Whittlesea council is calling on Victoria’s peak local government body to oppose a state government move to have land valuations conducted by the Valuer-General instead of councils.

This year’s state budget included proposed changes that would see all land valuations carried out by the Valuer-General annually.

Currently, valuations are conducted every two years by councils.

The proposed changes are expected to be introduced to Parliament later this year.

Whittlesea council will ask the Municipal Association of Victoria’s state council meeting on Friday, October 20, to oppose mandatory centralised valuations.

It wants councils to continue being able to chose how its valuations are conducted.

At the moment, 13 councils have in-house valuers, while 48 councils contract valuers. The remaining 18 already have their valuations done by the Valuer-General.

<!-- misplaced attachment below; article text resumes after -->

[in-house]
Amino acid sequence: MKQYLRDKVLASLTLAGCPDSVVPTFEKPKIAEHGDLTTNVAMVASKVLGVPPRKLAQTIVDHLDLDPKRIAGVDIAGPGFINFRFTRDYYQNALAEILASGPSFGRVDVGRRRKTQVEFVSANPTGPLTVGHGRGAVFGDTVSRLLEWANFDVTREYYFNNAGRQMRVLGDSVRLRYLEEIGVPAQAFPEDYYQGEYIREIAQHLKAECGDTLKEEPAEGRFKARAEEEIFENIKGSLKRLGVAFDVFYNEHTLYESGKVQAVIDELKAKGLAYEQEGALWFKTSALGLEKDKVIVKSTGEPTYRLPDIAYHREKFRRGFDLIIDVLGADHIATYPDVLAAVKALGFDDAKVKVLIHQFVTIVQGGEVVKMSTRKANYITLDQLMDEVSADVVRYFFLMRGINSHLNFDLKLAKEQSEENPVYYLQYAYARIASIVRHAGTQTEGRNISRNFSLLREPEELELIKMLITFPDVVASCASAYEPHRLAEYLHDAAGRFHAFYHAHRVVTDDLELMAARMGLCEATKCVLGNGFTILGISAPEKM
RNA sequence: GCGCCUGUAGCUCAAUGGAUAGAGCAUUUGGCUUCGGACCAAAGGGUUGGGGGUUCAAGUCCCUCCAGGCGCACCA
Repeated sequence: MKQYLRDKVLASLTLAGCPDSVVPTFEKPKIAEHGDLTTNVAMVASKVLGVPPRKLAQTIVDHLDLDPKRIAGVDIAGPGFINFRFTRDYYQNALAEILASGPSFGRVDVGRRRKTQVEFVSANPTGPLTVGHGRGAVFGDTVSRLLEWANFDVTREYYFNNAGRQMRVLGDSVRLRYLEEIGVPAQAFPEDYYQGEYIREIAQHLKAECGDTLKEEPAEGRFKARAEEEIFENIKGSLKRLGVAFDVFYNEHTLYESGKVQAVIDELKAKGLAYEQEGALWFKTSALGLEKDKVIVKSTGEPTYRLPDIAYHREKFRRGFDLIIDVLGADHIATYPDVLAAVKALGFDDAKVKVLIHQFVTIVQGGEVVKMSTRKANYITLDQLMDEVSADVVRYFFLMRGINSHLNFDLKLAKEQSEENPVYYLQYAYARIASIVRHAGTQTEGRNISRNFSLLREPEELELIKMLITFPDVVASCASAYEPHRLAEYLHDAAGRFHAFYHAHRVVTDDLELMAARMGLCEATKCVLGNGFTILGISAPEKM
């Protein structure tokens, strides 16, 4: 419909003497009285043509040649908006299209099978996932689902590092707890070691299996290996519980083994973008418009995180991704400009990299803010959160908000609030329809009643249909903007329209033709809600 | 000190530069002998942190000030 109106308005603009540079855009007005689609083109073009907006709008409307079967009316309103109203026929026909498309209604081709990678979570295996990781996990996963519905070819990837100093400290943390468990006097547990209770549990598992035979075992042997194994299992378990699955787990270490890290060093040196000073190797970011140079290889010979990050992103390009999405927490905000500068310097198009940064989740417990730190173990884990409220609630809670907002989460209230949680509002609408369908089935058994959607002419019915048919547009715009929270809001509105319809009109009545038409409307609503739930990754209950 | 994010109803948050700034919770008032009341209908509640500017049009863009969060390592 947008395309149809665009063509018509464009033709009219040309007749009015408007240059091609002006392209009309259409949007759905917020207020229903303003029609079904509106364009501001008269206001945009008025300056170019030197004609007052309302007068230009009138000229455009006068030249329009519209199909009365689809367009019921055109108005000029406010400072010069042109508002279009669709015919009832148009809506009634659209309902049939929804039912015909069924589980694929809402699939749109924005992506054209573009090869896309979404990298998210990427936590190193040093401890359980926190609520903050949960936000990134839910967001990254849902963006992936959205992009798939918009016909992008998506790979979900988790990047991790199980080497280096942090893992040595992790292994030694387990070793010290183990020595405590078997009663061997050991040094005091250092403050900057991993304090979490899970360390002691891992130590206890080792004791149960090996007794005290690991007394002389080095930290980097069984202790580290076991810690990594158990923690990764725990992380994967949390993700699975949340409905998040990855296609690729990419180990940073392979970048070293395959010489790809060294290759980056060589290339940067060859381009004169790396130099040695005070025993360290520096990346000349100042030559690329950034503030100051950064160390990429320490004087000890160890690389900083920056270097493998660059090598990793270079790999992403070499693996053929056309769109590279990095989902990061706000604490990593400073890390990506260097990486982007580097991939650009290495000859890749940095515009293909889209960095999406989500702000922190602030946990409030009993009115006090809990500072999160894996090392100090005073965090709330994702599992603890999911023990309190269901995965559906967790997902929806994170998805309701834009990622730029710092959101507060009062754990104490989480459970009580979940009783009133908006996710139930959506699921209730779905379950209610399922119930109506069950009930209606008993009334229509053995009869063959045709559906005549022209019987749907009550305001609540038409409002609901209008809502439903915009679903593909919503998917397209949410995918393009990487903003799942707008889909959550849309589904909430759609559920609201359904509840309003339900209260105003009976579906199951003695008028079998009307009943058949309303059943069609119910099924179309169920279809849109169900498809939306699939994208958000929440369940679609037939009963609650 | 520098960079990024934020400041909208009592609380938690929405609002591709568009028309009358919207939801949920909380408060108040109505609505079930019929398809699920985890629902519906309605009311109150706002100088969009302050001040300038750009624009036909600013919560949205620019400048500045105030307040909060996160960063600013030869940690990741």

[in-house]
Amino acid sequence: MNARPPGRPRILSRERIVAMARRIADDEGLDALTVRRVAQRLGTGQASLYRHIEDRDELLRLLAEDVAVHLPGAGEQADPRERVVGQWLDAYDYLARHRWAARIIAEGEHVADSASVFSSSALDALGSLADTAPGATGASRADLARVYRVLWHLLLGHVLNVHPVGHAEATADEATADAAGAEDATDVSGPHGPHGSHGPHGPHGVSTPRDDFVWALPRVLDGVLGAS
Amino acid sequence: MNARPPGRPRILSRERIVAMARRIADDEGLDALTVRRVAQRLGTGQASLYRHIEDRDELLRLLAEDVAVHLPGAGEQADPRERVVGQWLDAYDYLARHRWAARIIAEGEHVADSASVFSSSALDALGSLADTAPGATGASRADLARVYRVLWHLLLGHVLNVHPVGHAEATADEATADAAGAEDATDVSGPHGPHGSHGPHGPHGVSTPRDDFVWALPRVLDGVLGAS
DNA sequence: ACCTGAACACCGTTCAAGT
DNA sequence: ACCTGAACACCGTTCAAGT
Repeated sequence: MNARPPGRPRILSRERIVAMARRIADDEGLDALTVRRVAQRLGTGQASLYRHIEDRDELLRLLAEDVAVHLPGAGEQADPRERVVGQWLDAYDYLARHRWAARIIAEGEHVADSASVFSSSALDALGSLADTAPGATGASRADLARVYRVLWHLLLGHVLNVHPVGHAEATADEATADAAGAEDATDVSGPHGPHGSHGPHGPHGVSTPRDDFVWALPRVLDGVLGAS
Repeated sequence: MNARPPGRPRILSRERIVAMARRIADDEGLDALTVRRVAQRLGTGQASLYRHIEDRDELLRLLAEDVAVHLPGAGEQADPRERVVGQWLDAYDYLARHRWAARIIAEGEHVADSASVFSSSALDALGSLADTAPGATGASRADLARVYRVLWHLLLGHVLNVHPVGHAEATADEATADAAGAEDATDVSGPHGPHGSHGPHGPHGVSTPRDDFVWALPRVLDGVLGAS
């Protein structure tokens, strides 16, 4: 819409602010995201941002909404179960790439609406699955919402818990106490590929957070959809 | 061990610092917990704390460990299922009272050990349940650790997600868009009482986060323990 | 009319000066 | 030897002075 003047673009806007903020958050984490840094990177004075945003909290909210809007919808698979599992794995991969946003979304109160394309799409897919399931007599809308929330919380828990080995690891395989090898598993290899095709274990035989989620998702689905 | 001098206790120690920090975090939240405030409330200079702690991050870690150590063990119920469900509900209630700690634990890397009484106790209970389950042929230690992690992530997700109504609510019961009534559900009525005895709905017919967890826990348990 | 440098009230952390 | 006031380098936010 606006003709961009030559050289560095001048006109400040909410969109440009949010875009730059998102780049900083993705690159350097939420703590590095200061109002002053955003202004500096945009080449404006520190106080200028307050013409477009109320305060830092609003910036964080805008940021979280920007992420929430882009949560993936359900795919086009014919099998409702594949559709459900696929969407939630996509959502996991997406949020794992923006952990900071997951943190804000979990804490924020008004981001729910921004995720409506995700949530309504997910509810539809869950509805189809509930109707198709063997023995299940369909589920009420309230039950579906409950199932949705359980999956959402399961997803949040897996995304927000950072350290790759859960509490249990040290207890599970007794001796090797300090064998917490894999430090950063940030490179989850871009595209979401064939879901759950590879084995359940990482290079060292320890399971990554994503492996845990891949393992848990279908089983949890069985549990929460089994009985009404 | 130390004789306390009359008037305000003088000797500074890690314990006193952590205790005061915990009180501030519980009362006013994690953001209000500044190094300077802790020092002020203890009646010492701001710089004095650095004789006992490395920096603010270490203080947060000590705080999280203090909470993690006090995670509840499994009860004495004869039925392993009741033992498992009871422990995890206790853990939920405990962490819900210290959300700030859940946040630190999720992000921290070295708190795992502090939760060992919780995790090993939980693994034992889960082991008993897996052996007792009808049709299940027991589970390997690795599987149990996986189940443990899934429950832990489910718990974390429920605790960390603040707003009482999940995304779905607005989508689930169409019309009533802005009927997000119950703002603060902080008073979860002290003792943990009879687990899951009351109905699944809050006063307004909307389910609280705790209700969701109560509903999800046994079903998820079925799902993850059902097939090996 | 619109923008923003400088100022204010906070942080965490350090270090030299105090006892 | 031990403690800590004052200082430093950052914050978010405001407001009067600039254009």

Whittlesea believes that centralising valuations would impact on the revenue councils receive from carrying out general and supplementary valuations, and lead to job losses. It is estimated that Whittlesea would lose between $4-5 million in revenue.

The council is also concerned that the proposed changes pose an integrity issue as the Valuer-General would be responsible for conducting and reviewing valuations.

Cr Mary Lalios said the council believed that centralising valuations would negatively impact the quality of valuations.

“We have a very proficient and experienced valuations team,” she said.

“We as a council would like to keep it that way to ensure residents get the best local knowledge.”

The council said that while the move to annual valuations would impact on local businesses and many property owners through expected tax increases and higher rates, it would not oppose the change as the increase in revenue had already been budgeted for by the government.

The council also wants the MAV to call on the state and federal government to reaffirm January 26 as Australia Day.